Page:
By now, after all the research I have been doing since this collision, and after speaking to so many captains and sailing friends, I have this to say; A Captain running a vessel aground is not acceptable in such a case. It is kind of like an airplane pilot just kind of bumping a mountain top or kind of skimming the tops of trees." Learn to navigate, check charts, and keep a lookout, and check for local information. There is no lack of information, and there is no excuse to put so many people through so much disease.

See the below links for information, regulations and laws about boating in the US Virgin Islands:

Vessel Accidents And Casualties...What The Law Requires You To Do!

An operator involved in a boating accident must stop his or her vessel
immediately at the scene of the accident and:
ē Give assistance to anyone injured in the accident or minimize any
danger caused by the accident, unless doing so would seriously
endanger his or her vessel or passengers.
ē Give his or her name, address and identifying number of his or her
vessel in writing to anyone injured from the accident and to the owner
of any damaged property.

The operator must also file an accident report with the U.S. Virgin
Islands Department of Planning & Natural Resources if as a result of the
accident:
ē A person dies or disappears
or...
ē A person is injured
or...
ē Damage to the vessel and other property exceeds $100.

Accident report forms are available from the U.S. Virgin Islands
Department of Planning & Natural Resources.

coral bay communitycouncil dot org

Federal law requires the boat operator to submit a casualty or accident report to the State reporting authority when as a result of an occurence that involves the vessel or its equipment . If the operator is unable to submit the report then the owner must submit the report.

A person dies
A person disappears from the vessel under circumstances that indicate death or injury
A person is injured and requires medical treatment beyond first aid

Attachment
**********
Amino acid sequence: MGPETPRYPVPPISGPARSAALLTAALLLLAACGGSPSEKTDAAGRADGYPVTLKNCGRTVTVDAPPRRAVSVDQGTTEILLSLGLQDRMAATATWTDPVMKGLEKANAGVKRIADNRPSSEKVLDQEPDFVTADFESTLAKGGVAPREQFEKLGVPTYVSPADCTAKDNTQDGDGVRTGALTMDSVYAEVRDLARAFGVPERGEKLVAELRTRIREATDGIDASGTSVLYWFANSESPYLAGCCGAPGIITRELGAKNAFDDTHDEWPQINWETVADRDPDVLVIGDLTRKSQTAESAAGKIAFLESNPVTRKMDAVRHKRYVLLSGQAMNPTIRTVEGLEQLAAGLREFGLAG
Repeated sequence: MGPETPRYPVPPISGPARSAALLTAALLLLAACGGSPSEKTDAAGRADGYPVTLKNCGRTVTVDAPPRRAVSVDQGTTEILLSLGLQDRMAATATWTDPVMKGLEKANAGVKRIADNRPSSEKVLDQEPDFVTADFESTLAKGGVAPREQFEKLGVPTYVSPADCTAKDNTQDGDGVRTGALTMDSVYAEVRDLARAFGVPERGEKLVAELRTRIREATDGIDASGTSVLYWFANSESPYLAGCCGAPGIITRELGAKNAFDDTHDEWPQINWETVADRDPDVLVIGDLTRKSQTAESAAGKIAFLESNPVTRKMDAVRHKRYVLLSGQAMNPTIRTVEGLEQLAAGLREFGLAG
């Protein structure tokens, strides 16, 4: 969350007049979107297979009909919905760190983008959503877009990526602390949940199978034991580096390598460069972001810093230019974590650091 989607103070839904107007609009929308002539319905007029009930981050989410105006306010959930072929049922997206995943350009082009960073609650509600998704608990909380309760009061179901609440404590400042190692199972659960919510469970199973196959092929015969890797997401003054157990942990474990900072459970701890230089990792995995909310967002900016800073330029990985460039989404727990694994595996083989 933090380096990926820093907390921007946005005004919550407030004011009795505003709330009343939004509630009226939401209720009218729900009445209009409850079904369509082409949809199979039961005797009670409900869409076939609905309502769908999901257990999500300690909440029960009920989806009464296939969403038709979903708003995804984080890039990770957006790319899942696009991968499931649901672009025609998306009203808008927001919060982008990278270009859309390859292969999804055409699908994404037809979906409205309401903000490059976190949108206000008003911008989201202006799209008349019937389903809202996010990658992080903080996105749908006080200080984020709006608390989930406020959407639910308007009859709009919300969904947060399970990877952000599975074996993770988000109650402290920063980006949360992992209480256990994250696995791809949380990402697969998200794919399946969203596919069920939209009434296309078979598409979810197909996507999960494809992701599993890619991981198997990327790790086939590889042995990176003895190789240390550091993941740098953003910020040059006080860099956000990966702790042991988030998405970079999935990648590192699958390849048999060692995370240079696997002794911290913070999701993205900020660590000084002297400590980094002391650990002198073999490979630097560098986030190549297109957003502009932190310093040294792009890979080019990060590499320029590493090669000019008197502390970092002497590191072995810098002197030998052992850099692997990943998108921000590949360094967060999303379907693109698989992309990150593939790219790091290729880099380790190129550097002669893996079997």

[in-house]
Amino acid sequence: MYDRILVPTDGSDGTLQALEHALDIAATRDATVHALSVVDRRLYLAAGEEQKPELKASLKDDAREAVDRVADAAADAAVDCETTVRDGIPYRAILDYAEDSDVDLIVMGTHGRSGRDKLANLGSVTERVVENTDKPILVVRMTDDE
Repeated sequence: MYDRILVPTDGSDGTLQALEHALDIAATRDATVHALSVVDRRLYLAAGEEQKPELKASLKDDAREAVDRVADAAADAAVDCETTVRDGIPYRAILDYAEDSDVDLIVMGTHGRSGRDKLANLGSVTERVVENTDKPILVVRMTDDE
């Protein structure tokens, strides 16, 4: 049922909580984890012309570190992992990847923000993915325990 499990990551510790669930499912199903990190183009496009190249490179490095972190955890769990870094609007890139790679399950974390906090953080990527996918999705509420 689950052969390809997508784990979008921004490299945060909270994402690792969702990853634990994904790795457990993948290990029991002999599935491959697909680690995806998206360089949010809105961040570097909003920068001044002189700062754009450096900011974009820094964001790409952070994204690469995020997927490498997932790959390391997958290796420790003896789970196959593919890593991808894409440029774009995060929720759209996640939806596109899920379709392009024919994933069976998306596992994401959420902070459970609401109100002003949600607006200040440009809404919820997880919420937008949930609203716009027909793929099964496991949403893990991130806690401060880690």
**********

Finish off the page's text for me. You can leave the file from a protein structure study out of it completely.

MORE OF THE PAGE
Damage to vessels and other property totals $2,000 (lower amounts in some states and territories).
The boat is destroyed.

The information you provide is used to establish regulations and safety standards, identify
and remedy boat defects, educate recreational boaters, capture statistical data, investigate
accidents, and measure the effectiveness of boating safety programs.

Accident Reporting Forms
Forms may be found on the Coast Guard's Directive and Publications Division Website at or entering the form numbers into a web search engine.

CG-3865 Recreational Boating Accident Report

CG-3865-SP Reporte Del Accidente En Barcos De Recreacion

national parks laws and regulations

uscg boating dot org
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Re: Running Aground on Johnsonís Reef, St. Johnís, USVI

Quote:
Originally Posted by SVEM View Post
There is no lack of information, and there is no excuse to put so many people through so much disease.
I think this thread just hit a reef.

Jordan
West Wight Potter 14 "Lemon Drop"
Oceanside CA
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post #47 of 47 Old 07-14-2018
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Re: Running Aground on Johnsonís Reef, St. Johnís, USVI

Yes, it seems both the owner and the operator had an obligation to report the incident, if the incident transpired as described.